This is the Wednesday, December 2, 2020 edition of Today in Slovakia. Learn about politics, business, and other notable events of the day in Slovakia in less than five minutes. If you like what we are doing and want to support good journalism, buy our online subscription. Thank you.
NAKA continues arresting former high-ranking police officers
Following the arrests made during the Očistec (Purgatory) operation, which has seen several former top police officials including ex-Police Corps president Tibor Gašpar arrested, and the Božie Mlyny (Mills of God) operation, six more people ended up in handcuffs on the morning of December 2.
Titled Judáš (Judas), the operation targeted more former police officers, including the former head of the Office of Special Police Activities of the Interior Ministry, Jozef Rehák; former vice president of the Financial Administration, Daniel Čech; deputy director of the SIS intelligence service, Boris Beňo; and former head of the counterintelligence at SIS, Peter Gašparovič.
Former Police Corps president Milan Lučanský has been charged too, according to the Denník N daily. He has been called to police interrogation but has not been detained yet because he is reportedly en route from Croatia.
Dispute over reopening schools continues
It still remains unclear whether children from grades five through nine of primary schools and secondary school students will return to in-person classes before Christmas.
Education Minister Branislav Gröhling announced after the December 1 meeting of the central crisis staff that they did not adopt his plan for the reopening of schools, and that he now has to work on a new one that should be submitted by December 23.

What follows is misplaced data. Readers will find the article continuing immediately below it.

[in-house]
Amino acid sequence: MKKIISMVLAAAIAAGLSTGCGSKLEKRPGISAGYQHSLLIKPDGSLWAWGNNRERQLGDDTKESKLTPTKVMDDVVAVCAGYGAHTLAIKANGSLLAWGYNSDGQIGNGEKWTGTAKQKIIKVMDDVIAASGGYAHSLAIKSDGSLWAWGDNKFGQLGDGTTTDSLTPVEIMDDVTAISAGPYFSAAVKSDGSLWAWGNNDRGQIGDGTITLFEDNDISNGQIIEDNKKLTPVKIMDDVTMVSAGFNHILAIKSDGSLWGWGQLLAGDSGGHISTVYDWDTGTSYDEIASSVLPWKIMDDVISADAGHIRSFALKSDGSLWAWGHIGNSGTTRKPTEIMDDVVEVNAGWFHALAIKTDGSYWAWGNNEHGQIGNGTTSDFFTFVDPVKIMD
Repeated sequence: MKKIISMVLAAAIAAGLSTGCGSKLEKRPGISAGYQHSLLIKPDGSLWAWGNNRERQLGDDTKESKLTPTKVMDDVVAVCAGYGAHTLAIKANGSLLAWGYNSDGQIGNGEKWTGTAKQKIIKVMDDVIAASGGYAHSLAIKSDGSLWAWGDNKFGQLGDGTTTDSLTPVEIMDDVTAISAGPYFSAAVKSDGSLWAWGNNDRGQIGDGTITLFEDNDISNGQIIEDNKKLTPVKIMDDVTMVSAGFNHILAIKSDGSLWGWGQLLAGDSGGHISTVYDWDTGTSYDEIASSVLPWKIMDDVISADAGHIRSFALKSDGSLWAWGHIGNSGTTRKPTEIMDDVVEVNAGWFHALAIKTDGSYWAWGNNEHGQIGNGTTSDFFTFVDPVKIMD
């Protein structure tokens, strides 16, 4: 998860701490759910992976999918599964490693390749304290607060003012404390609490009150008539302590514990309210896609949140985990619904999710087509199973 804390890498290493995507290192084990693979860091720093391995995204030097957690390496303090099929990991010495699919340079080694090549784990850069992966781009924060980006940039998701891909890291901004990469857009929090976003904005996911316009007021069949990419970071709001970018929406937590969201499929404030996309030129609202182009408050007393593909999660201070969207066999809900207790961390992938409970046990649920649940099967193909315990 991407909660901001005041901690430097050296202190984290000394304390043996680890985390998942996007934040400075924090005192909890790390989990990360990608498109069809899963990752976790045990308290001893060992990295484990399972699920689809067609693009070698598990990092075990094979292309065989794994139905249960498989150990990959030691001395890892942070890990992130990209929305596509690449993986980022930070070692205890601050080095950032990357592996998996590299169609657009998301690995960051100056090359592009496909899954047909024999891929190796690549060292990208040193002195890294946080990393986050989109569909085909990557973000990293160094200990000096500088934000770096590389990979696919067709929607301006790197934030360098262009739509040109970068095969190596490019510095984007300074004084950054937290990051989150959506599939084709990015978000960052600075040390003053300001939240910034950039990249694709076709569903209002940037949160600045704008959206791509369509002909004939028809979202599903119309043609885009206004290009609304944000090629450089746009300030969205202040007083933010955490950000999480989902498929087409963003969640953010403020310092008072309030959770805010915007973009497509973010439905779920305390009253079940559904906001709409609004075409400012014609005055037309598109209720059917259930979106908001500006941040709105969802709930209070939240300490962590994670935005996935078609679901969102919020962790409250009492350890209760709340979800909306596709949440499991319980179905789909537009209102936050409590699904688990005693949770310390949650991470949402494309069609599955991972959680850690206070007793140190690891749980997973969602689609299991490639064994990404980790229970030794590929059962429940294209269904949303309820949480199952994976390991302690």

He claimed that it is not possible to test all schoolchildren and their parents, but suggested that they can open classrooms if at least 70 percent of the class is tested.
The plan has been criticised by several cabinet members, including the health and interior ministers.
There’s no time for political disputes, children need to return to school.„
Even President Zuzana Čaputová has become involved, calling on the government to reopen schools as soon as possible. Despite the efforts of both parents and teachers, distance learning is not an adequate alternative to education, and a great educational debt is being created.
“It isn’t good news if pupils have to stay at home only because the government failed to find a common solution to this important problem,” the president wrote on Facebook.
Meanwhile, PM Igor Matovič (OĽaNO) has also stepped in, presenting his own plan on how to return children to classrooms as soon as next Monday.
Other coronavirus-related developments
- The number of new coronavirus-positive cases has exceeded 2,000 for the first time since November 12. The labs identified 2,043 positive people out of 11,136 PCR tests carried out on December 1. 30 more people died.
- Economy Minister Richard Sulík (SaS) has suspended the purchase of 16 million antigen tests, asking for a change in the government’s resolution. The prime minister originally asked for the first batch to be delivered by December 2.
State wins over Interblue Group
The Environment Ministry does not have to pay over €34 million to the Interblue Group company.
The Bratislava I District Court has dismissed the lawsuit submitted by the company on December 2. The verdict is not valid yet as the complainant can appeal.